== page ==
Tokens built on Ethereum or other similar platforms follow a similar logic. They are not information packets in their own right. To say it again, they are the balance of the transactions.

Coming back to our VC friend, after a bit of digging he explained that you can have a blockchain without tokens. That is perfectly true. Hyperledger and other chains, for example, record the movements and authenticity of diamonds, which do not have tokens. The diamond is recorded on the blockchain, but this does not mean it is tokenized.

So, according to our VC friend, just because we are recording our securities on the blockchain does not mean we are tokenizing them.

This is a legitimate argument, but lets dig deeper. Why do tokens even exist in Bitcoin or Ethereum, etc.? We know that a blockchain can function without tokens because there are real-life examples of this. So why have tokens at all?

The answer lies in the fundamental premise of decentralized consensus. Bitcoin introduced the concept of Proof of Work. Miners have the right to add a transaction to the block they mine, which gives them 12.5 BTC — effectively their reward for maintaining the system. Thus, coins and tokens are the reward for maintaining trust in the system in a decentralized manner. Without tokens or coins, decentralized consensus is hard (or impossible, in the opinion of many). Blockchains without coins or tokens are effectively centralized in some way.

The tokens built on top of Ethereum, and meta-coins built on top of Bitcoin, are using the underlying chains consensus mechanism to maintain system integrity. They are not creating something of their own, although they do maintain their own independent ledger.

A security represented on the blockchain, however, maintains a one-to-one relationship with a share or other form of security and is effectively a crypto token. It may not be the ERC 20 token (which is traded on a bunch of crypto exchanges), but it is a partially fungible, distribution-controlled ERC 981 (or some other similar standard) crypto token. Such tokens maintain their own independent ledgers and, because they are fungible (across each other), they are different than, say, putting a completely non-fungible asset such as a house or a diamond on the blockchain.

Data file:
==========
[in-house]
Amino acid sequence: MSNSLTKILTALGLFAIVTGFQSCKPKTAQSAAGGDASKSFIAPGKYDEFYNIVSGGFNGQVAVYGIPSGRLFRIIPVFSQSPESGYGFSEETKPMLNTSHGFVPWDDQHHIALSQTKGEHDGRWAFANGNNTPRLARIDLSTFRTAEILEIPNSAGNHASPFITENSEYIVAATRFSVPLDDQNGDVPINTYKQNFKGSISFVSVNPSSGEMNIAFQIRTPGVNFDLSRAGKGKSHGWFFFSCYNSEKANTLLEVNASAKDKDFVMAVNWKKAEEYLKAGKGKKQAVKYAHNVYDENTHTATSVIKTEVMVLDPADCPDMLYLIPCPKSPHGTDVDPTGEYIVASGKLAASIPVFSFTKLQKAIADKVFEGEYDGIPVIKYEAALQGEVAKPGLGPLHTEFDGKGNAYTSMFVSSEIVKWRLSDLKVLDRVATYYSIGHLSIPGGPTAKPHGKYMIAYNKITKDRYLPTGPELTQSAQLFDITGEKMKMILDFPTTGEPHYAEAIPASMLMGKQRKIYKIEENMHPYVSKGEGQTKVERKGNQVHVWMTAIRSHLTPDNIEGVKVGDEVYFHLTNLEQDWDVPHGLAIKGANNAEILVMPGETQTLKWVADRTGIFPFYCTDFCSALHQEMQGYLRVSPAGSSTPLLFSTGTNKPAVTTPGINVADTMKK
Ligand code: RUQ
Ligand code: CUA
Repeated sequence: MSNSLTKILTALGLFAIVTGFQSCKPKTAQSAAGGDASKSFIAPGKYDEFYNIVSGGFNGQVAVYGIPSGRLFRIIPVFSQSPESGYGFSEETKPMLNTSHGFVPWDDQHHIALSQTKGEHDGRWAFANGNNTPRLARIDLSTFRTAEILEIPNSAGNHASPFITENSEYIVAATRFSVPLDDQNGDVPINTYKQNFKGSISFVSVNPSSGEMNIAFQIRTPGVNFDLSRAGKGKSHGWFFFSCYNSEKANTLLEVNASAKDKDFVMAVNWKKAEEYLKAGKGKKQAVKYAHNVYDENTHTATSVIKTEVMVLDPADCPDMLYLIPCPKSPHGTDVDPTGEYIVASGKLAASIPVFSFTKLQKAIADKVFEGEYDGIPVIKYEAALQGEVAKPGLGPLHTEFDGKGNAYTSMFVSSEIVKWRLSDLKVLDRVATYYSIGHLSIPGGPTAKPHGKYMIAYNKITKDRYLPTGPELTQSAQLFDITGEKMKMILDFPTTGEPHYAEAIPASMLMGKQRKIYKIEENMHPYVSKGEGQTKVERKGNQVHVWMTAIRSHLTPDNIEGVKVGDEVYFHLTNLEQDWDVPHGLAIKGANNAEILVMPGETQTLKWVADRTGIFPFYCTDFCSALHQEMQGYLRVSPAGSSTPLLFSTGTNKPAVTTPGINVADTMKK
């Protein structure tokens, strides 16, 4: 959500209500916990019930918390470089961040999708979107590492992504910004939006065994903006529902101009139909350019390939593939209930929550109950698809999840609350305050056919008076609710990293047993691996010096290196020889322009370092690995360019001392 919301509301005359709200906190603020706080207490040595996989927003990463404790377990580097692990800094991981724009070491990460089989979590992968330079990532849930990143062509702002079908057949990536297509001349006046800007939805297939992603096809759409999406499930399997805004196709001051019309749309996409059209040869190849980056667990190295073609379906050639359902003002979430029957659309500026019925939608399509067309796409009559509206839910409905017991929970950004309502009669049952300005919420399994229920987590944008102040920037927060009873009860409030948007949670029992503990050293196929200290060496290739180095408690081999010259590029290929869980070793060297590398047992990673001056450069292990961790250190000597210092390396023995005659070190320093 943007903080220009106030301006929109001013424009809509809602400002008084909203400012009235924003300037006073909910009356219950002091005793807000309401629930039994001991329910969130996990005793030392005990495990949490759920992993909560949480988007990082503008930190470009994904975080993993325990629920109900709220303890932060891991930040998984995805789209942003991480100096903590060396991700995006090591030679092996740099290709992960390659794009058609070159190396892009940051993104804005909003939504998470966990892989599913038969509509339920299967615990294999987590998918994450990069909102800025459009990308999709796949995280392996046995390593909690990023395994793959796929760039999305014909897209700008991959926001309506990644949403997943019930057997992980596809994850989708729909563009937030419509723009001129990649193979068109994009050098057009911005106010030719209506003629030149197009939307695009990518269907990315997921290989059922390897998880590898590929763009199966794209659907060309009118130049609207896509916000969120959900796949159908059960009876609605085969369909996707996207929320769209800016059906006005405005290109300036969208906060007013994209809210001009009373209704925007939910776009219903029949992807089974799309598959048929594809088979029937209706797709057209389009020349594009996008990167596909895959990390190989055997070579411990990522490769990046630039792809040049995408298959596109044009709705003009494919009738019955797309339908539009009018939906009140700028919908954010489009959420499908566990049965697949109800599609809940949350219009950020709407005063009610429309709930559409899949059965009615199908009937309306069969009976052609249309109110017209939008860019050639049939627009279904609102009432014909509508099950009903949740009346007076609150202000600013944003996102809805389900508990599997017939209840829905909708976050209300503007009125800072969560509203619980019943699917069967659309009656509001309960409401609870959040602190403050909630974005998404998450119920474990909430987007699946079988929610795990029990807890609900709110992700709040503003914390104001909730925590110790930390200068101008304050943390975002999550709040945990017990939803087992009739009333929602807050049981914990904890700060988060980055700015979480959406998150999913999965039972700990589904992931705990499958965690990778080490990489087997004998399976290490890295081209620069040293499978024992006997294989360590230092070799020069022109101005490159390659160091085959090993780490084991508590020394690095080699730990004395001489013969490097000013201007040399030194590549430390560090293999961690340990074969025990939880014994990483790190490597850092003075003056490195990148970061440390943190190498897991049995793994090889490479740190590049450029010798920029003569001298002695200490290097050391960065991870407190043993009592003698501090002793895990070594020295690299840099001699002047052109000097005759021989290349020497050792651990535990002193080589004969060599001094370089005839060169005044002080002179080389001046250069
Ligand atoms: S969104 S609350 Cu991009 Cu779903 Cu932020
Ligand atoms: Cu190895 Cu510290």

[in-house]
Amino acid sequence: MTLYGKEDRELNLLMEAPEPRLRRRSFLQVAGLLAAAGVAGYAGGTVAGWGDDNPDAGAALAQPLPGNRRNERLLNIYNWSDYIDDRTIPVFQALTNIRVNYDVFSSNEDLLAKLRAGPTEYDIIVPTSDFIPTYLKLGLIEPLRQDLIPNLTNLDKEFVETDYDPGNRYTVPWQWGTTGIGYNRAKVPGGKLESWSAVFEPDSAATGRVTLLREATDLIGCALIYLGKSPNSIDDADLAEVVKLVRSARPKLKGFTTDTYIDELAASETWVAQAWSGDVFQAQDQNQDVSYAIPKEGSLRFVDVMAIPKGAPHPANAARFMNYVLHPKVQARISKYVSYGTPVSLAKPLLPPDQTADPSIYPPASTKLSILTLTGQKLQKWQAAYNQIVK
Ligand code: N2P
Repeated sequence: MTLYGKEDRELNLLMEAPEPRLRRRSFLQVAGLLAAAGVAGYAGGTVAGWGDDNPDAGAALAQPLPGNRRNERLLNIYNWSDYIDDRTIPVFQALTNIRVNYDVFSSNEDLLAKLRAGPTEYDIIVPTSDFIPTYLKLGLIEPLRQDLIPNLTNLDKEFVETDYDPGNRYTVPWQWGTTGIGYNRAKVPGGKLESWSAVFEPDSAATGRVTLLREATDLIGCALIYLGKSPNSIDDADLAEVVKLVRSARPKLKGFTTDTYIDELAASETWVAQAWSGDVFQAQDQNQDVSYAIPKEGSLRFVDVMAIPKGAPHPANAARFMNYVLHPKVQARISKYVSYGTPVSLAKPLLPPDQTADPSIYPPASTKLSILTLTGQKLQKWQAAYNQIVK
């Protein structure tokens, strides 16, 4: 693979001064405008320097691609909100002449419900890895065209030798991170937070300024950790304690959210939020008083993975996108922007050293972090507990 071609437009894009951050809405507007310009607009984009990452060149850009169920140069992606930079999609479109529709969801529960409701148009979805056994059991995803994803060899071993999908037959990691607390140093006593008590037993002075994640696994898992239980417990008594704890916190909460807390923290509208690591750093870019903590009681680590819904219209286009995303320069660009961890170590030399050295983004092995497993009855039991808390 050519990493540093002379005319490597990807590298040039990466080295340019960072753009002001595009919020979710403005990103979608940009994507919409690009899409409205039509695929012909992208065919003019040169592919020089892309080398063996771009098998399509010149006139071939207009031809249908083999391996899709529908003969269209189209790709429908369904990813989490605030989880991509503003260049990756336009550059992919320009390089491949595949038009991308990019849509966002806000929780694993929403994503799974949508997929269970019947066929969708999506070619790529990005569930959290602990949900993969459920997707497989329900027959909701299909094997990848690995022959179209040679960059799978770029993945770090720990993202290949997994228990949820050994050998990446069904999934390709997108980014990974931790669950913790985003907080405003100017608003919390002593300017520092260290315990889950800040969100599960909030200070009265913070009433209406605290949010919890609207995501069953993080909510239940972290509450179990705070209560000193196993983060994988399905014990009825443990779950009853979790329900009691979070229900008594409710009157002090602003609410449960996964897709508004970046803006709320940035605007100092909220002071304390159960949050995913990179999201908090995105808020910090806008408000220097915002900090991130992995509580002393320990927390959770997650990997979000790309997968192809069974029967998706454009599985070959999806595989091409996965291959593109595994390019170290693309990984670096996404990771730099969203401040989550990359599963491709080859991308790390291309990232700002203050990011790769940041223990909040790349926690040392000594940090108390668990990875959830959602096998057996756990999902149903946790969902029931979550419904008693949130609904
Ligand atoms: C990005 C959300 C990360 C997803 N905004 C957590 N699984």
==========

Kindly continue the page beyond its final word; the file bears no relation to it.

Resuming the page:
You end up maintaining 2 books:

  1. a securities book, which tracks the change in balances of the shares (or units) in question; and
  2. a cash book, which tracks the change in balances of your cash.

If you start with $100 and buy 30 shares worth $1 each, your securities book would show a balance of 30 and your cash book would show a balance of 70. If you sold 10 of the shares for $2 each, you would have a securities balance of 20 and a cash balance of 90.

You are maintaining a book of transactions in units that are fungible across each other in the same security (but not across different securities) and tracking the balances of who holds what and calling them tokens. The fact that you are dealing in shares or units, which are fractionalized representations of the asset in the first place, means that these balances become security tokens as soon as they are on the distributed registry.

Putting securities on the blockchain is security tokenization.

Plain and simple.

It does get a little more complicated, especially around the question of whether shares on the blockchain are simply a representation of the shares (thus representing a claim on the shares) or are the actual shares. An analogy might be the difference between cash in your hand and in your bank account.

We will investigate this in the next article.